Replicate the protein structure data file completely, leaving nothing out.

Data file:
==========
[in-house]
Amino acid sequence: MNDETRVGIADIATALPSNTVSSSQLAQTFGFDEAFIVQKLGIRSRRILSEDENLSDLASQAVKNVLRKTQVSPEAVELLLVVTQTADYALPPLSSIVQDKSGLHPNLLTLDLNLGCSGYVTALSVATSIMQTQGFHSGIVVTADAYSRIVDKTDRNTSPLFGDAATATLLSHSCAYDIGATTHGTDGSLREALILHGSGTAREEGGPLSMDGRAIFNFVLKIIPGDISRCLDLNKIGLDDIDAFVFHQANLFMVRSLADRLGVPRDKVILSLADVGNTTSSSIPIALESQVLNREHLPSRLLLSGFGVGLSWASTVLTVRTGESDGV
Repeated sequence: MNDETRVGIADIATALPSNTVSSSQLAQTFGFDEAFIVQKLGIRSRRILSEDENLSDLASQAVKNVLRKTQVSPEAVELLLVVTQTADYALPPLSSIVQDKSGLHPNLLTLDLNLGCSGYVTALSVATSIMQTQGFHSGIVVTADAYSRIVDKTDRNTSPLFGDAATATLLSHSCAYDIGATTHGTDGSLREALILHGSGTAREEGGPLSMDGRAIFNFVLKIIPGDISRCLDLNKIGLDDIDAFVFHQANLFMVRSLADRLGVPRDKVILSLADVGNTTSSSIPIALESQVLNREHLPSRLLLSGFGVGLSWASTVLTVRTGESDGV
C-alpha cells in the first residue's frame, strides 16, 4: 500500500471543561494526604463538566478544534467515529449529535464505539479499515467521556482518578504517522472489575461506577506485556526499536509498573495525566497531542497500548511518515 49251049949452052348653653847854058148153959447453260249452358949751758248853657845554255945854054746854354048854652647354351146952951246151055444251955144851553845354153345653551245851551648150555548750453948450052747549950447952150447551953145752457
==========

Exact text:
[in-house]
Amino acid sequence: MNDETRVGIADIATALPSNTVSSSQLAQTFGFDEAFIVQKLGIRSRRILSEDENLSDLASQAVKNVLRKTQVSPEAVELLLVVTQTADYALPPLSSIVQDKSGLHPNLLTLDLNLGCSGYVTALSVATSIMQTQGFHSGIVVTADAYSRIVDKTDRNTSPLFGDAATATLLSHSCAYDIGATTHGTDGSLREALILHGSGTAREEGGPLSMDGRAIFNFVLKIIPGDISRCLDLNKIGLDDIDAFVFHQANLFMVRSLADRLGVPRDKVILSLADVGNTTSSSIPIALESQVLNREHLPSRLLLSGFGVGLSWASTVLTVRTGESDGV
Repeated sequence: MNDETRVGIADIATALPSNTVSSSQLAQTFGFDEAFIVQKLGIRSRRILSEDENLSDLASQAVKNVLRKTQVSPEAVELLLVVTQTADYALPPLSSIVQDKSGLHPNLLTLDLNLGCSGYVTALSVATSIMQTQGFHSGIVVTADAYSRIVDKTDRNTSPLFGDAATATLLSHSCAYDIGATTHGTDGSLREALILHGSGTAREEGGPLSMDGRAIFNFVLKIIPGDISRCLDLNKIGLDDIDAFVFHQANLFMVRSLADRLGVPRDKVILSLADVGNTTSSSIPIALESQVLNREHLPSRLLLSGFGVGLSWASTVLTVRTGESDGV
C-alpha cells in the first residue's frame, strides 16, 4: 500500500471543561494526604463538566478544534467515529449529535464505539479499515467521556482518578504517522472489575461506577506485556526499536509498573495525566497531542497500548511518515 49251049949452052348653653847854058148153959447453260249452358949751758248853657845554255945854054746854354048854652647354351146952951246151055444251955144851553845354153345653551245851551648150555548750453948450052747549950447952150447551953145752457